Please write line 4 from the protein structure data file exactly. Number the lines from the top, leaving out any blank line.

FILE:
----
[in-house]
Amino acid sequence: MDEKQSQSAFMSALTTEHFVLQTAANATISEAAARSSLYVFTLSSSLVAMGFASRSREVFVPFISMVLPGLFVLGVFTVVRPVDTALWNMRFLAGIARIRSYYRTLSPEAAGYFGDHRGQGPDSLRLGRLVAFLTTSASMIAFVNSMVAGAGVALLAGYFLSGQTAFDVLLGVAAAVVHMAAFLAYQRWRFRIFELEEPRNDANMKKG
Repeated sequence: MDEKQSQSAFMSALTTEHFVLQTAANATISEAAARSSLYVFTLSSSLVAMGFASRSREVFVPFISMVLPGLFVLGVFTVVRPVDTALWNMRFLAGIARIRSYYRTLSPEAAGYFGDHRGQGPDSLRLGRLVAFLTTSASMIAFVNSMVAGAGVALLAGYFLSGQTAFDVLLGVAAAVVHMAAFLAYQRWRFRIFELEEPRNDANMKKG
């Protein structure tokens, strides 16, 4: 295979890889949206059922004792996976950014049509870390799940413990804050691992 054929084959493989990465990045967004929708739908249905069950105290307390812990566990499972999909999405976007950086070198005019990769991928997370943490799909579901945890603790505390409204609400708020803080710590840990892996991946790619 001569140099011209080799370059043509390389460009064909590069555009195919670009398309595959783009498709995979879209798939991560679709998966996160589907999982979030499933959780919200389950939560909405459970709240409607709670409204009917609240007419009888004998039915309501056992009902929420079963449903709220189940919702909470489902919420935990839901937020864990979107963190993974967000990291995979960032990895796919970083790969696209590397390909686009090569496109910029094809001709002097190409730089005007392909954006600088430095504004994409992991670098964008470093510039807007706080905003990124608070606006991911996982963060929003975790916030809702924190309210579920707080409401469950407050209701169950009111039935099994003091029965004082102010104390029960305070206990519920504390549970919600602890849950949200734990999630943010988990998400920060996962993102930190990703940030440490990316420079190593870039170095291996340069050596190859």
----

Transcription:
């Protein structure tokens, strides 16, 4: 295979890889949206059922004792996976950014049509870390799940413990804050691992 054929084959493989990465990045967004929708739908249905069950105290307390812990566990499972999909999405976007950086070198005019990769991928997370943490799909579901945890603790505390409204609400708020803080710590840990892996991946790619 001569140099011209080799370059043509390389460009064909590069555009195919670009398309595959783009498709995979879209798939991560679709998966996160589907999982979030499933959780919200389950939560909405459970709240409607709670409204009917609240007419009888004998039915309501056992009902929420079963449903709220189940919702909470489902919420935990839901937020864990979107963190993974967000990291995979960032990895796919970083790969696209590397390909686009090569496109910029094809001709002097190409730089005007392909954006600088430095504004994409992991670098964008470093510039807007706080905003990124608070606006991911996982963060929003975790916030809702924190309210579920707080409401469950407050209701169950009111039935099994003091029965004082102010104390029960305070206990519920504390549970919600602890849950949200734990999630943010988990998400920060996962993102930190990703940030440490990316420079190593870039170095291996340069050596190859």